1990s.

Activated methyldiethanolamine
(aMDEA) and activated K2CO3 solvents
were respectively used as the absorbent in the
test for ⁓120 h. CO2 capture efficiency was
always higher than 90% with 95% CO2 purity
even in single stage trial. It was also
demonstrated that the measured volumetric
mass transfer coefficient of the membrane
contactor was more than 20 times higher than
that of a conventional packed column and that
gas contaminants (including O2, NO2 and
SO2) had insignificant effects on CO2 capture
performance. The CO2 capture cost was
⁓US $55/tonne CO2 when using aMDEA as
the solvent at a membrane cost of $30/ m2 .
The capture cost could be further reduced to
reach the DOE's goal in 2025 ($40/tonne
CO2) by decreasing membrane module cost
and using advanced solvents.
2.5. Evaluation from membrane
contactor pilot plant results
The pilot plant projects discussed in
the previous section have demonstrated that
despite ongoing concerns around membrane
wetting, the technology can operate in actual
gas treatment applications. The three main
approaches to membrane wetting, i.e.
maximization of hydrophobicity of the
membrane, use of high surface tension liquid
absorbents with negligible vapor pressure and
use of non-porous high-flux membranes have
all been successfully demonstrated in pilot
plant projects. Some of these approaches
might reduce the benefit of mass transfer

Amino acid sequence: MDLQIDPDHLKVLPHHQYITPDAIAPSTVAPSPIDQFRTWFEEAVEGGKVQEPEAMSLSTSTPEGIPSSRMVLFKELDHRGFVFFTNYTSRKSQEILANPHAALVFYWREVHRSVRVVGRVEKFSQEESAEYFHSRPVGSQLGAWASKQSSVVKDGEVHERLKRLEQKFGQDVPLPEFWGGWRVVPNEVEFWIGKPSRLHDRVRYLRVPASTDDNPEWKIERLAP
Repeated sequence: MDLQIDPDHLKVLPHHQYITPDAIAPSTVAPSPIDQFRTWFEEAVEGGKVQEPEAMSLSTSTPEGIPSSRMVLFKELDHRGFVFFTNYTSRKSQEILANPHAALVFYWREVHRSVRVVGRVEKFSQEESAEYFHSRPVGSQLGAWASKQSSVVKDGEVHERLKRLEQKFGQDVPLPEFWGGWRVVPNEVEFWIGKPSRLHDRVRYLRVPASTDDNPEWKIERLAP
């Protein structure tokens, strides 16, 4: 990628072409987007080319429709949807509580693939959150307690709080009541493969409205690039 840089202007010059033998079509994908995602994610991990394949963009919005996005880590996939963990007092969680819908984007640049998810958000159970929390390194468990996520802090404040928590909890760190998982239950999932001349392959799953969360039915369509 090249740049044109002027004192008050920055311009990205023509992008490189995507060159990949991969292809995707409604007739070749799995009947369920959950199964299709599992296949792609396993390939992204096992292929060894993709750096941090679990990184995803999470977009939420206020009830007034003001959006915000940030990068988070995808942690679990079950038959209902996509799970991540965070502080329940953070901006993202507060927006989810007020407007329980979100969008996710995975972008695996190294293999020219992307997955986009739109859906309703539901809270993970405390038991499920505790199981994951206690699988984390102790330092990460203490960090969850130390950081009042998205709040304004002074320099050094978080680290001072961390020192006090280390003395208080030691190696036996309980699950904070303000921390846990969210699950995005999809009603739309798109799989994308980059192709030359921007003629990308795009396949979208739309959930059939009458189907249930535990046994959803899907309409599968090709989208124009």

intensification and the subsequent potential
for reduction of the equipment footprint. The
resulting benefit of these improvements of the
membrane contactor technology robustness
will most likely outweigh a loss in mass
transfer efficiency and enable commercial
deployment. Such benefits need to be
confirmed in continued pilot plant
experiments incorporating long-term
evaluation of the technology.

In all large-scale demonstrations with


membrane contactors, wetting is still a
problematic concern, which limits the
selections of membrane materials and
absorbents. Inexpensive but robust membrane
materials, less corrosive and environmentally
friendly absorbents, and smart selection of
membrane-solvent combinations are of great
significance in future studies. It is worth
noting that new systems/devices may be
required to carefully control gas pressure
drops and fluctuations, particularly for carbon
capture from gas plants where gas pressure is
much higher than the pressure of flue gas in
coal-fired power plants. Controlling gas